“You know, the activity of a missionary pilot and that of drug traffickers are similar. Both use airplanes in remote regions. We were not sure of who we had on our hands and that is why you were detained.” I told him we missionary pilots were always very transparent in what we did and avoided flying with people we did not know. It now became clear why they had thoroughly searched me and asked if I was carrying dollars.
“You are carrying a Mexican passport, flying a small plane, and then coming through Colombia the way you did gave us suspicions. And to top it off, you being an American with strained relations between Venezuela and the United States, you need to be careful!”

I agreed with him and quickly realized that I was being set free. “We need to write up a report of what you told us and then you can go.” Praise the Lord! “We need to have you legally in the country so I will ask immigration to stamp you in. I can’t believe they did not stamp you in, I mean you are married to a Venezuelan!” I thanked him. Soon I was done with the report. Downstairs I was asked if I wanted anything to eat by the same lady that had come to get me in the truck. The whole mood had changed; everybody was all of the sudden friendly and asking me if I wanted this or that. Realizing that this was all a big mistake and that the director had left made it clear I was no longer a threat to national security, the same people that were against me were now in my favor. The Lord had turned things around completely! I could not stop repeating the bible text, “All things work out for good to those who love the Lord.”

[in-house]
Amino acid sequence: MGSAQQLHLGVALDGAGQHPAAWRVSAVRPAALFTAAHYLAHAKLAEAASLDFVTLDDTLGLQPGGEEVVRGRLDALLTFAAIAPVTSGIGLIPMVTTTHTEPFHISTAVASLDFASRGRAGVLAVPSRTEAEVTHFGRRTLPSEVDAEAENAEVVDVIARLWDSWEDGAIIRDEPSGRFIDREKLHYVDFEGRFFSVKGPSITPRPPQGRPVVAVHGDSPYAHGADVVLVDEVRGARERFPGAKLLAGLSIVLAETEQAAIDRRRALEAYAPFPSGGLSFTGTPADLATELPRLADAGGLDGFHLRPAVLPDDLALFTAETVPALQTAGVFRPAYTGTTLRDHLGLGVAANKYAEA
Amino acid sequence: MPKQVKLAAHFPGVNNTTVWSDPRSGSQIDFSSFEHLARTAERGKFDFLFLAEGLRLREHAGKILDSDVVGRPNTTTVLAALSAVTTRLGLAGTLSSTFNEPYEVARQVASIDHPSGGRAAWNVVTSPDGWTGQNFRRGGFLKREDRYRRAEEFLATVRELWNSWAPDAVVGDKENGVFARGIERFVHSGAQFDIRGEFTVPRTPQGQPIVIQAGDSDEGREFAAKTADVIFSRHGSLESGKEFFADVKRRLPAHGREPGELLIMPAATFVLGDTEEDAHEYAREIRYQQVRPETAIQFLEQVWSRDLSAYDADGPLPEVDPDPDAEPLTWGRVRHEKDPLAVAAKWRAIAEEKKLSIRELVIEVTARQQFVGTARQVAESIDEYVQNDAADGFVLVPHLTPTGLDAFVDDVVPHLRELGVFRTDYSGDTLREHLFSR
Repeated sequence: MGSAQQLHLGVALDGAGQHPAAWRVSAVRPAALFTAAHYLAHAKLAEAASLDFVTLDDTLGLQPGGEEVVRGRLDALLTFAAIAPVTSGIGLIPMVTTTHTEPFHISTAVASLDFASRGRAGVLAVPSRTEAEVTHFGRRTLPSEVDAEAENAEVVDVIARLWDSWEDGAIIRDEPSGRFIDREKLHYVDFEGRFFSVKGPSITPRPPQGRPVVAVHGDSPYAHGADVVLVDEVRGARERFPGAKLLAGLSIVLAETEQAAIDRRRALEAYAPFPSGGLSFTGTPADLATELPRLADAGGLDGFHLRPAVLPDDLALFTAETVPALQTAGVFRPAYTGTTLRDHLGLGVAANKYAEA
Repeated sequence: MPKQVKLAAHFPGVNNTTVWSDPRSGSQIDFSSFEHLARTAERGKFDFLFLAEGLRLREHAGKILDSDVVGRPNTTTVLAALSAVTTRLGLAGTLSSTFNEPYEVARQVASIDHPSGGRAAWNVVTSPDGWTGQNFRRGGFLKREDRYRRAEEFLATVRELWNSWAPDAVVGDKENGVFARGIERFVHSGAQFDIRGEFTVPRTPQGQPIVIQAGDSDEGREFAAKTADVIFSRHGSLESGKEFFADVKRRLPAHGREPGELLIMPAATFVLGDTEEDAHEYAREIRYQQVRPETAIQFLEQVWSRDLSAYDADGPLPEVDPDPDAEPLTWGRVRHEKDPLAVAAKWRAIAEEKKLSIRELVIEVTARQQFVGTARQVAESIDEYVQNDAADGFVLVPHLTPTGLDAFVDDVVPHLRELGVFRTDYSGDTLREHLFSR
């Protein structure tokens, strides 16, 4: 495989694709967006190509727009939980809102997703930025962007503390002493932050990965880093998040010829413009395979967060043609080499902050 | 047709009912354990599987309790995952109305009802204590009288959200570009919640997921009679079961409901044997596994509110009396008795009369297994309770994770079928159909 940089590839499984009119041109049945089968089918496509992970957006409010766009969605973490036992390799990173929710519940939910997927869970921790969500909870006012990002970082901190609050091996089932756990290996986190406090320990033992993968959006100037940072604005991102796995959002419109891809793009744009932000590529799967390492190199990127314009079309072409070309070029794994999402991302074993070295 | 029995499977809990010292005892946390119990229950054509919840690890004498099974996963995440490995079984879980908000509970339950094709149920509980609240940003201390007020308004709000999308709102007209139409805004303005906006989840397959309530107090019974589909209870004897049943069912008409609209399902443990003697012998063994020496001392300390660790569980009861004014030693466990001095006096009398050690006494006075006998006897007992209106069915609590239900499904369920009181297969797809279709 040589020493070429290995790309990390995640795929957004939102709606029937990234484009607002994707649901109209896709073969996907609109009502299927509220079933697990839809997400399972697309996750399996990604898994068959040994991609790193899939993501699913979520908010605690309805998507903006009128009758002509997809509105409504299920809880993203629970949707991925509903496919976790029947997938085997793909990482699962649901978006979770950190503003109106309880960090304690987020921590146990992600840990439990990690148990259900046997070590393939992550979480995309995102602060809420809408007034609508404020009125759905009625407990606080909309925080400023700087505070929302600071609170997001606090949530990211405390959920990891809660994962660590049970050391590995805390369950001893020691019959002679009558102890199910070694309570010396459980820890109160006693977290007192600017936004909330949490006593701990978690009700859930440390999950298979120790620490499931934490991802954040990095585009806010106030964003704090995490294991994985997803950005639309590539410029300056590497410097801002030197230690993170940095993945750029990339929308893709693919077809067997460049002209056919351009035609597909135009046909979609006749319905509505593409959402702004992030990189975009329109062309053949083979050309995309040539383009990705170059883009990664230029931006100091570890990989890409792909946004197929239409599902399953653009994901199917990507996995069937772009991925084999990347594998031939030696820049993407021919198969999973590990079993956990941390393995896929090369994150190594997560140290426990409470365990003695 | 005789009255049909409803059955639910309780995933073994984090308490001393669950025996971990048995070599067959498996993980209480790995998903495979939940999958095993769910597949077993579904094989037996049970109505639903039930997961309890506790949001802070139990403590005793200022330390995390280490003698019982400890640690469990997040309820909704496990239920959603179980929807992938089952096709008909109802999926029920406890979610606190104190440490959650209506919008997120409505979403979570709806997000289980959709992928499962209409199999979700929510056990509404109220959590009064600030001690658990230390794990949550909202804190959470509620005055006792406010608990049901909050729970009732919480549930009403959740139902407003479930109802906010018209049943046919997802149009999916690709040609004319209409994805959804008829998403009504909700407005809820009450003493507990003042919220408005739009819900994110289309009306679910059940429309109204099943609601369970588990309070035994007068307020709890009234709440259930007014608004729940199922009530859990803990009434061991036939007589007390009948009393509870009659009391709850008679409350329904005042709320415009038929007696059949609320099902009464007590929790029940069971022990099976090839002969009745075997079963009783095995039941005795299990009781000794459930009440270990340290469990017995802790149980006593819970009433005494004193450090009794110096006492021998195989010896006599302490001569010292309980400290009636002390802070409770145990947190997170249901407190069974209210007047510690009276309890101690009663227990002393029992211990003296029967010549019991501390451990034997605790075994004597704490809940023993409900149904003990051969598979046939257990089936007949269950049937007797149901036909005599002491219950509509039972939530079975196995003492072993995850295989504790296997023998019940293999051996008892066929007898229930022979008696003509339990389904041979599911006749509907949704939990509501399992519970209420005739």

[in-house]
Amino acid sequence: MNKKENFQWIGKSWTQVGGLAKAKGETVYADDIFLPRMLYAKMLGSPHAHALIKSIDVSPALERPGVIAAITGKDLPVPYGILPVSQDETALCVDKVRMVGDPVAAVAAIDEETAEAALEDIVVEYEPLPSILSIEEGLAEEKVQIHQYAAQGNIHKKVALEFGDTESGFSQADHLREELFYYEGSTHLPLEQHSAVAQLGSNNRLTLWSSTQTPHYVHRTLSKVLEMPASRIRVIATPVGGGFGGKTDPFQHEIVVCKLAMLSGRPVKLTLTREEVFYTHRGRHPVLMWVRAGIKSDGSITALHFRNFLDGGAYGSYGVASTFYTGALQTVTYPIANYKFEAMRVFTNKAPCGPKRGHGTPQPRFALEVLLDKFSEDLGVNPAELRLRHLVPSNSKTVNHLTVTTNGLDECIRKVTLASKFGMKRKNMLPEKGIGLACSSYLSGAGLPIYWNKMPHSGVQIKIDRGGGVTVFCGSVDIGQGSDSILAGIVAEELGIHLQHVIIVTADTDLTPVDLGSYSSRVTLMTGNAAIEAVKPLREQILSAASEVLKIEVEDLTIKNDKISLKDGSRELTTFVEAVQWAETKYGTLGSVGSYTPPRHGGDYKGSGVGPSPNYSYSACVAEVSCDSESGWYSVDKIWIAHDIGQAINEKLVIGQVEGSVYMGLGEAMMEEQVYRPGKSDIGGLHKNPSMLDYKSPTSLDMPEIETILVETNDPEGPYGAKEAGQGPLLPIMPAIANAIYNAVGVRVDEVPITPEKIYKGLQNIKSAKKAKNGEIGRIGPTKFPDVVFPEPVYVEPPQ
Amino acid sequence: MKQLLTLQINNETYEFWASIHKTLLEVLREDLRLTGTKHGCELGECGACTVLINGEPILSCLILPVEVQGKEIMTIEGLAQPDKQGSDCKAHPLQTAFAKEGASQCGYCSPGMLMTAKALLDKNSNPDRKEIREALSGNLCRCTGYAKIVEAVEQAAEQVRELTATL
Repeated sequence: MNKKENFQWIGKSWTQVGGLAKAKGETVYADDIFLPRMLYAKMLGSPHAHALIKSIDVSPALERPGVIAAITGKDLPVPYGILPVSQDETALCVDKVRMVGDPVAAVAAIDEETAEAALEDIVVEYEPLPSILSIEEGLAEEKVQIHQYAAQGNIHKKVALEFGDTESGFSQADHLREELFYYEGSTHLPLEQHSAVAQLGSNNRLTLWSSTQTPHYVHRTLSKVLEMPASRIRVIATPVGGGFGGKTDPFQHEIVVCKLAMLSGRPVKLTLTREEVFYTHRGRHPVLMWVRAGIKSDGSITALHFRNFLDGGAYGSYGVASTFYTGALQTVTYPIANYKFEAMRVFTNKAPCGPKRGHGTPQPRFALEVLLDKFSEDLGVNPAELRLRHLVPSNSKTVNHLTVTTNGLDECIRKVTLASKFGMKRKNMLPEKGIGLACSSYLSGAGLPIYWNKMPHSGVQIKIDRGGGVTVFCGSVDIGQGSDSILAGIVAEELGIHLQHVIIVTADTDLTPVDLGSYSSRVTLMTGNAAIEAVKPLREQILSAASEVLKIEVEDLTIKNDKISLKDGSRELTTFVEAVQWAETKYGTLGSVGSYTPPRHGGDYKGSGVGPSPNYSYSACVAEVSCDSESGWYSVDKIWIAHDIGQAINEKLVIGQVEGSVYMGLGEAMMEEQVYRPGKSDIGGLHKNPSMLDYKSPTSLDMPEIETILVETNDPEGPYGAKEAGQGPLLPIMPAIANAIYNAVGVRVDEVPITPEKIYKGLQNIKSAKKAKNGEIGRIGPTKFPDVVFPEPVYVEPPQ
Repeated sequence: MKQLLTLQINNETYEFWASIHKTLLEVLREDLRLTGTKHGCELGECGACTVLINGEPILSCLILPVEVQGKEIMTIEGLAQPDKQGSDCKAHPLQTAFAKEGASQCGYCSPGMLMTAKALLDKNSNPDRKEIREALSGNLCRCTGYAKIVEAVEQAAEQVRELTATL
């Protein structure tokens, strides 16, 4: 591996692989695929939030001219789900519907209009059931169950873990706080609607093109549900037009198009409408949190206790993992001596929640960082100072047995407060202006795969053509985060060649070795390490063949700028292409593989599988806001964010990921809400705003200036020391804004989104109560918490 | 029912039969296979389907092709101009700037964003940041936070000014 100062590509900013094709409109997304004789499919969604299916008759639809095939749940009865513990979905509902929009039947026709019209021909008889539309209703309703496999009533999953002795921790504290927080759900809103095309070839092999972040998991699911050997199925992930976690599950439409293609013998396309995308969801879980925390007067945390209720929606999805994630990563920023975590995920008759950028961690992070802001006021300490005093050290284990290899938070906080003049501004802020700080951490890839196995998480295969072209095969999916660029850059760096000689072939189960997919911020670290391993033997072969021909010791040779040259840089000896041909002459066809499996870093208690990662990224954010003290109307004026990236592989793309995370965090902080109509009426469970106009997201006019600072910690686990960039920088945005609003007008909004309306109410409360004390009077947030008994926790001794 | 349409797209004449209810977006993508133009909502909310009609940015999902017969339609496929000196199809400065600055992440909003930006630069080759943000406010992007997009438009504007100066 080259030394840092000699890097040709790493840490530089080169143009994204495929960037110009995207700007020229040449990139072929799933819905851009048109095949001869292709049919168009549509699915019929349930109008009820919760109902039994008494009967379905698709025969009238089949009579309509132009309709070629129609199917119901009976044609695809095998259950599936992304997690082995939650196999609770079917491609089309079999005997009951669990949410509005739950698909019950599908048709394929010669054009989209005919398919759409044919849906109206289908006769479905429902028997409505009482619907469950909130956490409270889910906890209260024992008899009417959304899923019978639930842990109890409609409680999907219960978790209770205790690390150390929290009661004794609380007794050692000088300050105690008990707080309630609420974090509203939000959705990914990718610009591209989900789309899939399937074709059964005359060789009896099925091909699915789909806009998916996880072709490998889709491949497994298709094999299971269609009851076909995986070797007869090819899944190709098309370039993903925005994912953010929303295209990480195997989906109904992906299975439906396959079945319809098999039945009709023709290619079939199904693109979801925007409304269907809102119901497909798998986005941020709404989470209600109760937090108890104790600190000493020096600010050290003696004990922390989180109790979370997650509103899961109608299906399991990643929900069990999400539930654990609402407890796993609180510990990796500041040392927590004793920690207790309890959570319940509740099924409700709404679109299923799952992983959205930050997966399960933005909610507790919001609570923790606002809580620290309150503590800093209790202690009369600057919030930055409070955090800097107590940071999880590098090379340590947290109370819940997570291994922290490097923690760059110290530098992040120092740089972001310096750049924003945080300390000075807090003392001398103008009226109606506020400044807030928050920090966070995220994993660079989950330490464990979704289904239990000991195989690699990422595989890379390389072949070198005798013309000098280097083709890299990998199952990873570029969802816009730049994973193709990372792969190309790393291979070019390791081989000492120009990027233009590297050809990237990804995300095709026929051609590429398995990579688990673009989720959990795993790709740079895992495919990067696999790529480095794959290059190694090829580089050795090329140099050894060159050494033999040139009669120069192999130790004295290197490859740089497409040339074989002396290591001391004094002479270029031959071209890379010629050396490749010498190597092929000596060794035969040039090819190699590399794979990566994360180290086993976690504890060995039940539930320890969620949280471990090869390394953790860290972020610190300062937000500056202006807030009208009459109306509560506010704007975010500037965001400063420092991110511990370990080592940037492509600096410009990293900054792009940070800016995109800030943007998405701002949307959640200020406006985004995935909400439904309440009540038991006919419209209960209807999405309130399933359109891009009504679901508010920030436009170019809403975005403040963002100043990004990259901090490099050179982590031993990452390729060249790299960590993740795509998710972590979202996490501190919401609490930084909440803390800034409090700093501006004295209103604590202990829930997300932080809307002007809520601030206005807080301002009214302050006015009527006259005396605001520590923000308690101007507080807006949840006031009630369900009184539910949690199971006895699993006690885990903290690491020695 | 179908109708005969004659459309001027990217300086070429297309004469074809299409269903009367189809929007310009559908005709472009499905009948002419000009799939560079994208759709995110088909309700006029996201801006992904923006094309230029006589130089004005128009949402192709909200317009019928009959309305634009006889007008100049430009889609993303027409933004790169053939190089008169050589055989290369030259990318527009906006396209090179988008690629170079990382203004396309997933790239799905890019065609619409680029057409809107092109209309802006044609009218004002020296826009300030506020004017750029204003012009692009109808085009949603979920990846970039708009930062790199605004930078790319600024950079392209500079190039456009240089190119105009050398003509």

My wife and I were fed lunch, and then loaded on the same truck I had come in. The same guard sat with us in the back, but this time he seemed to be there more for our protection. No hand cuffs this time either! Everybody was relaxed and talking away. My wife and I were exhausted and relieved that the ordeal was over and we were getting somewhere. They drove us all the way back to where we had been that morning, set on getting immigration to let me stamp into the country.